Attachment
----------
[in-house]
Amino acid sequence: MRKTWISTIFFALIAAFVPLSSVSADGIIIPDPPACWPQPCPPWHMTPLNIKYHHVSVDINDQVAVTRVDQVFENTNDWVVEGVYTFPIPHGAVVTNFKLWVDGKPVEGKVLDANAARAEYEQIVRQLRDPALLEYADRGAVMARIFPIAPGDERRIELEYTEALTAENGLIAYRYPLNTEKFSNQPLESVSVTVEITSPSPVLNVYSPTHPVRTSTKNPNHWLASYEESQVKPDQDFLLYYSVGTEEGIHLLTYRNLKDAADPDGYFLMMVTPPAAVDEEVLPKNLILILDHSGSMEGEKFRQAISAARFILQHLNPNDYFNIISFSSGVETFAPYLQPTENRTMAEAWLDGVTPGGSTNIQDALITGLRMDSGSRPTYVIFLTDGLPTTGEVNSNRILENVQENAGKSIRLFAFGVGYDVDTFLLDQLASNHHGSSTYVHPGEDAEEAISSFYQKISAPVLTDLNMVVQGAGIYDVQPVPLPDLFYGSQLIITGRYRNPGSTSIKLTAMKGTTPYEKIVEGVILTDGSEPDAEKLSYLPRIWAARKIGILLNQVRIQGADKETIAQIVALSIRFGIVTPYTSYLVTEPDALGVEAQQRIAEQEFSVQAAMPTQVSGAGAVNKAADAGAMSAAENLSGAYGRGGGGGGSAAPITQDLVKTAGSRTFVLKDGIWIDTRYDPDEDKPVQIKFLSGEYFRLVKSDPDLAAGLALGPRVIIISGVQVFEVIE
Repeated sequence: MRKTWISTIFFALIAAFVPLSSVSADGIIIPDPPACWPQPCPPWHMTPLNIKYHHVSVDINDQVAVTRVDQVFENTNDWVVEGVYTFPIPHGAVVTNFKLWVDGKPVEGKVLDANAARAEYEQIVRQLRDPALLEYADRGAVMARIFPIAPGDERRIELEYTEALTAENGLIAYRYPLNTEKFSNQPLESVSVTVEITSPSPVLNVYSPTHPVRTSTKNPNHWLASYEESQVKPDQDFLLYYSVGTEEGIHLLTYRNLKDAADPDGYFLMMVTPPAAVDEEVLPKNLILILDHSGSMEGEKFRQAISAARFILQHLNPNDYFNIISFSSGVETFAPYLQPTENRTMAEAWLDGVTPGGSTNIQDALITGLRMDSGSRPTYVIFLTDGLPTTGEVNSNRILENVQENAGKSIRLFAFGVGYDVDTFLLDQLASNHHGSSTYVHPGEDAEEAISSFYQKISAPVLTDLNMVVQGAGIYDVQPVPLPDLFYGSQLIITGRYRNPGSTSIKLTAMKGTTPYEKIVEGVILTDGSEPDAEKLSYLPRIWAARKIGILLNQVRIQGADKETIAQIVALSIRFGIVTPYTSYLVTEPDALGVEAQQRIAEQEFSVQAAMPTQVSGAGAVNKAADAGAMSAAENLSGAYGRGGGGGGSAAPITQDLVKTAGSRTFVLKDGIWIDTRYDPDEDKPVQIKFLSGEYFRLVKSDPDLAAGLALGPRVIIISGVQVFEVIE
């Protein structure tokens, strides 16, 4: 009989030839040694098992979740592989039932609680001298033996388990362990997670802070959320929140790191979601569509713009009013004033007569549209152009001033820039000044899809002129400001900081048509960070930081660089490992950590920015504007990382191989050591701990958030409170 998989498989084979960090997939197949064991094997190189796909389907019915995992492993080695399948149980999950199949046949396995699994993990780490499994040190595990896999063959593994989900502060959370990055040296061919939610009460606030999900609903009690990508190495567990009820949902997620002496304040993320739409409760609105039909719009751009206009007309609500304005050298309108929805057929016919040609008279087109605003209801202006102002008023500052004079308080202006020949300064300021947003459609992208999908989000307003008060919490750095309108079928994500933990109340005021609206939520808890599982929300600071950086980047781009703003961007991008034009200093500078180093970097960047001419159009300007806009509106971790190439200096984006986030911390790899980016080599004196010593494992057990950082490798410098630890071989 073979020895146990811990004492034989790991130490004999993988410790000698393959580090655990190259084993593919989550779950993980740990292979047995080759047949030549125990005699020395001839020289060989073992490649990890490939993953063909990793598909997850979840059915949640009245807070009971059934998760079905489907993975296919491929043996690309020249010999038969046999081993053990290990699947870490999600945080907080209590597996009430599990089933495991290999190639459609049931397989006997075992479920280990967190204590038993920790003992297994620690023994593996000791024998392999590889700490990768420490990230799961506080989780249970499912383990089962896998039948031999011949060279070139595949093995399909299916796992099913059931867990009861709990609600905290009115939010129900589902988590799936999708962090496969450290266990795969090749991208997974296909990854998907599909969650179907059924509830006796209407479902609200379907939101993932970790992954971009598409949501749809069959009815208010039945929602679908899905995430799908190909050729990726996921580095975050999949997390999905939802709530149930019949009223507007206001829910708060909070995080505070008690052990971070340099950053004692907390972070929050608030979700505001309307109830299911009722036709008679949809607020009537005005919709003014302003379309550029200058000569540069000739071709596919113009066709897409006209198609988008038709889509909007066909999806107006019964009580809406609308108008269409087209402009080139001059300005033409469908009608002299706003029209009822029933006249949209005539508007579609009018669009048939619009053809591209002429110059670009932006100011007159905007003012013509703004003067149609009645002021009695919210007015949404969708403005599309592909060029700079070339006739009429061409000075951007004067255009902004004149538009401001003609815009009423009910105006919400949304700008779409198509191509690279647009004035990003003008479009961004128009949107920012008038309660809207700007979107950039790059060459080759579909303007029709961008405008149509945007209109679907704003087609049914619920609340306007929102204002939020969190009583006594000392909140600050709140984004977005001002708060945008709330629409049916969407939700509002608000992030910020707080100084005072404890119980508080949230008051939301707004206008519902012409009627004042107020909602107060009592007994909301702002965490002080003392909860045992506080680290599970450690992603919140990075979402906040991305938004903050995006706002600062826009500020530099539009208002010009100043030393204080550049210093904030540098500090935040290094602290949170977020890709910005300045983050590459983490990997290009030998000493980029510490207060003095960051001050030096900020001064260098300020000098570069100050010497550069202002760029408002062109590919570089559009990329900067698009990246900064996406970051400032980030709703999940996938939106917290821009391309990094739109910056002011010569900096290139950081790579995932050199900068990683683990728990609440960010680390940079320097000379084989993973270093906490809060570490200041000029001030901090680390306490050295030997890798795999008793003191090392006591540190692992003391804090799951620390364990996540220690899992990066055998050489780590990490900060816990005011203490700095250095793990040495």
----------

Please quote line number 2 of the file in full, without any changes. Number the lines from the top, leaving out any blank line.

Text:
Amino acid sequence: MRKTWISTIFFALIAAFVPLSSVSADGIIIPDPPACWPQPCPPWHMTPLNIKYHHVSVDINDQVAVTRVDQVFENTNDWVVEGVYTFPIPHGAVVTNFKLWVDGKPVEGKVLDANAARAEYEQIVRQLRDPALLEYADRGAVMARIFPIAPGDERRIELEYTEALTAENGLIAYRYPLNTEKFSNQPLESVSVTVEITSPSPVLNVYSPTHPVRTSTKNPNHWLASYEESQVKPDQDFLLYYSVGTEEGIHLLTYRNLKDAADPDGYFLMMVTPPAAVDEEVLPKNLILILDHSGSMEGEKFRQAISAARFILQHLNPNDYFNIISFSSGVETFAPYLQPTENRTMAEAWLDGVTPGGSTNIQDALITGLRMDSGSRPTYVIFLTDGLPTTGEVNSNRILENVQENAGKSIRLFAFGVGYDVDTFLLDQLASNHHGSSTYVHPGEDAEEAISSFYQKISAPVLTDLNMVVQGAGIYDVQPVPLPDLFYGSQLIITGRYRNPGSTSIKLTAMKGTTPYEKIVEGVILTDGSEPDAEKLSYLPRIWAARKIGILLNQVRIQGADKETIAQIVALSIRFGIVTPYTSYLVTEPDALGVEAQQRIAEQEFSVQAAMPTQVSGAGAVNKAADAGAMSAAENLSGAYGRGGGGGGSAAPITQDLVKTAGSRTFVLKDGIWIDTRYDPDEDKPVQIKFLSGEYFRLVKSDPDLAAGLALGPRVIIISGVQVFEVIE